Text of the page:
PULMOTECT: When researchers at M.D. Anderson triggered a unique, pathogen-killing phenomenon in the lungs, they knew they were onto something with commercial potential. But Dr. Burton Dickey, co-founder and Chair of the Department of Pulmonary Medicine, hadn’t created a company before and viewed the challenges of commercial early-stage drug development to be significant. He and Magnus Hook, co-founder and the Regents and Distinguished Professor Biochemistry and Biophysics at Texas A&M and Director of A&M’s Center for Infectious and Inflammatory Diseases, began looking for alternatives.
Enter Fannin. In 2008, Fannin agreed to help manage the company — Pulmotect, Inc. — setting out concrete milestones for its development program, researching market opportunities and formulating intellectual property strategy. As part of the relationship, Fannin hired Dr. Brenton Scott, a post-doc in Dr. Dickey’s lab who had already started the company formation and licensing process, to work for Fannin, where he could take a lead role in shepherding the development of the technology. The first order of business became identifying a protectable chemical compound that could stimulate the toll-like receptors (TLRs) in the lungs’ epithelial cells in the same way that the earlier bacterial lysates had in the lab. To fund this work, Fannin supplied initial seed funding, which was used for third-party costs and for the pursuit of non-dilutive grants to fund the research.
The technological promise was compelling, and Pulmotect was awarded a $1 million Texas Emerging Technology Fund (TETF) grant in 2009, with Fannin managing the TETF pursuit process. These funds, along with Company’s first “angel” equity round, enabled the company to identify its leading drug candidate — PUL-042 — a combination of two specific TLR ligands, the lipopeptide Pam2CSK4 and a Class C oligodeoxynucleotide. Further pre-clinical work was needed and was supported by $1.7 million in Phase I and II SBIR grants in 2010-2011. Strong pre-clinical data combined with an efficient product development program and the ability of PUL-042 to protect immunocompromised chemotherapy patients merited a $7.1 million commercialization award from the Cancer Prevention and Research Institute of Texas (CPRIT), with the Company fortunately closing on its funding commitment from CPRIT in late 2012.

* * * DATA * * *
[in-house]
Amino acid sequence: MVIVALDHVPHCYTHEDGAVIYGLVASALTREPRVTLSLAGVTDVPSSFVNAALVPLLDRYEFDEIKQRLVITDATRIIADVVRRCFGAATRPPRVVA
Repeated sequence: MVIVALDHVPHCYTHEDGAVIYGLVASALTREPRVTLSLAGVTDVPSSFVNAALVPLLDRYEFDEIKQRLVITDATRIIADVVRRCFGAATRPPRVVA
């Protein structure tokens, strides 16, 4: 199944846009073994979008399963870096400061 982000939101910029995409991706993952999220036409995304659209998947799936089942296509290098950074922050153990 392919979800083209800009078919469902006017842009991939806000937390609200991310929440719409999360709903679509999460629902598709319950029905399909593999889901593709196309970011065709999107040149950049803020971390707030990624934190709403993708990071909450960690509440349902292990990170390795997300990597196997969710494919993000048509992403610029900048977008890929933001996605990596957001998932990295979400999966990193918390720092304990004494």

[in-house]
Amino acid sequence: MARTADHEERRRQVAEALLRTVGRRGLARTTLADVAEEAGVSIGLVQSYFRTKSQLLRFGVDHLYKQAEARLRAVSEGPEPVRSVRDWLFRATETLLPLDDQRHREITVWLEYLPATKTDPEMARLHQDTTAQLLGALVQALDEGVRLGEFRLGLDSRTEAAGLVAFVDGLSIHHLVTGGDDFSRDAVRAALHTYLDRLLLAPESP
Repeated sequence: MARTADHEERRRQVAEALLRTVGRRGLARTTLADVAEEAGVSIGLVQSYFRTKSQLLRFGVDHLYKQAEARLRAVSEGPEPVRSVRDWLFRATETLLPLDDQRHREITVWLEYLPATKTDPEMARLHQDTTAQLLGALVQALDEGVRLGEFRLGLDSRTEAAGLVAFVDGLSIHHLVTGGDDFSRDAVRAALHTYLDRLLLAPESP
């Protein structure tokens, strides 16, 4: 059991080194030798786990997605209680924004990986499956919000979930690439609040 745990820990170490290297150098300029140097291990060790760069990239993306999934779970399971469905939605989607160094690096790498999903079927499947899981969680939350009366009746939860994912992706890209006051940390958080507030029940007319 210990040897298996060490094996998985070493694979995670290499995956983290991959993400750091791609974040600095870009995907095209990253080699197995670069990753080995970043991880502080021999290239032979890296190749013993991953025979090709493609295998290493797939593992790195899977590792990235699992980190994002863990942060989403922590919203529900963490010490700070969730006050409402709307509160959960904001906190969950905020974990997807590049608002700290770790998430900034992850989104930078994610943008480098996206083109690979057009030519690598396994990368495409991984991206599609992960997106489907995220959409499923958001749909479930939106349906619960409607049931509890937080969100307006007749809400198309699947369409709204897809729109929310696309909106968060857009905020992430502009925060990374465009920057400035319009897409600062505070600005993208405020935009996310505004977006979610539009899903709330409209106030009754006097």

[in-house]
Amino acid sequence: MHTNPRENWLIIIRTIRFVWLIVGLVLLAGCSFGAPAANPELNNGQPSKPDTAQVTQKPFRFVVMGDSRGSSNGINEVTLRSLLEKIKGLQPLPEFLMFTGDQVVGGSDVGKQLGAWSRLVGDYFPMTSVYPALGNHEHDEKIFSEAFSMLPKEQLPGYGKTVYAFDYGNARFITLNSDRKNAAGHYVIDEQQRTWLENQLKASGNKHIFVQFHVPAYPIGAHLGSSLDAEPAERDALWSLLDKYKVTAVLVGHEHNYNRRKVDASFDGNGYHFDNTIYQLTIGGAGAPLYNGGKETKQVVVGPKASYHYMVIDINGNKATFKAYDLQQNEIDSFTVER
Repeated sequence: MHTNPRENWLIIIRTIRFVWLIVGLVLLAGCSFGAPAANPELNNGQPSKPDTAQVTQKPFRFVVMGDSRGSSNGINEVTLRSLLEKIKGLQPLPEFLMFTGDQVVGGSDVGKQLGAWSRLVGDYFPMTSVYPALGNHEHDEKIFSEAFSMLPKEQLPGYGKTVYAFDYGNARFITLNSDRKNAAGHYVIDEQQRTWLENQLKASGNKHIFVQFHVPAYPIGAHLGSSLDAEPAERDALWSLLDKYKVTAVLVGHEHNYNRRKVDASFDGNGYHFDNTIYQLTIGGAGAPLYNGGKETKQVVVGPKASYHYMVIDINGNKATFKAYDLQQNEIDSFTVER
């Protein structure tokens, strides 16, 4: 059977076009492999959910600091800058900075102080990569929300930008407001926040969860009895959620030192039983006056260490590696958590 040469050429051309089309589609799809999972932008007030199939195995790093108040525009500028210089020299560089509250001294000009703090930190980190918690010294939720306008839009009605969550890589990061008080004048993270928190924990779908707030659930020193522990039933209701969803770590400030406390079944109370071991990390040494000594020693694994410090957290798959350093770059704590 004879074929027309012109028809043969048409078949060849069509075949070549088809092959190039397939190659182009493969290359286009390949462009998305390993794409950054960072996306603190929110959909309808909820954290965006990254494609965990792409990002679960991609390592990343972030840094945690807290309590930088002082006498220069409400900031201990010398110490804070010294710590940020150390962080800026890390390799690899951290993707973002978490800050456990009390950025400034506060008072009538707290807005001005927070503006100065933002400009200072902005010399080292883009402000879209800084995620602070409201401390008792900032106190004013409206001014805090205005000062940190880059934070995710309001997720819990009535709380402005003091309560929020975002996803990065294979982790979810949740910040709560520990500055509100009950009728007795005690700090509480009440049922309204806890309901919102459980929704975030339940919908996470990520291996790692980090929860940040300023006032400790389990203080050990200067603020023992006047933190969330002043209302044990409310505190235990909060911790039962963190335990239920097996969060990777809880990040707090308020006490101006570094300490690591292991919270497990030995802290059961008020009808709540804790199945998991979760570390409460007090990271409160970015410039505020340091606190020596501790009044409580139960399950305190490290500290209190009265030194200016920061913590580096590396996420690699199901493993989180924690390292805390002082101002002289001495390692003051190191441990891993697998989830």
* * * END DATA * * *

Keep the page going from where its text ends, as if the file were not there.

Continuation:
Pulmotect completed the Phase I trial of PUL-042 in mid-2014, to be followed by a Phase1a repeat-dose study in 2015. Work has commenced on the design of its Phase II trial. Headquartered in the Fannin Innovation Studio, the Company continues its “lean” approach, operating with three full-time employees, a tight core group of outside specialty consultants, and an active Board of Directors led by Fannin. While focusing on the prophylactic use of PUL-042 in immunocompromised cancer patients as its “go to market” strategy, Pulmotect also is exploring the potential applications of PUL-042 in preventing asthma attacks, which are in many cases triggered by viral pathogens in the lungs. The Company recently received over $1 million in SBIR grants to pursue this approach.
The Fannin-Pulmotect partnership produced a significant drug candidate less than four years from the discovery of the lead molecule, with more than $15 million of non-dilutive and lightly dilutive funding leveraging just a little over $1 million of equity risk capital. The Company has funding and is poised to support a Phase 2 trial.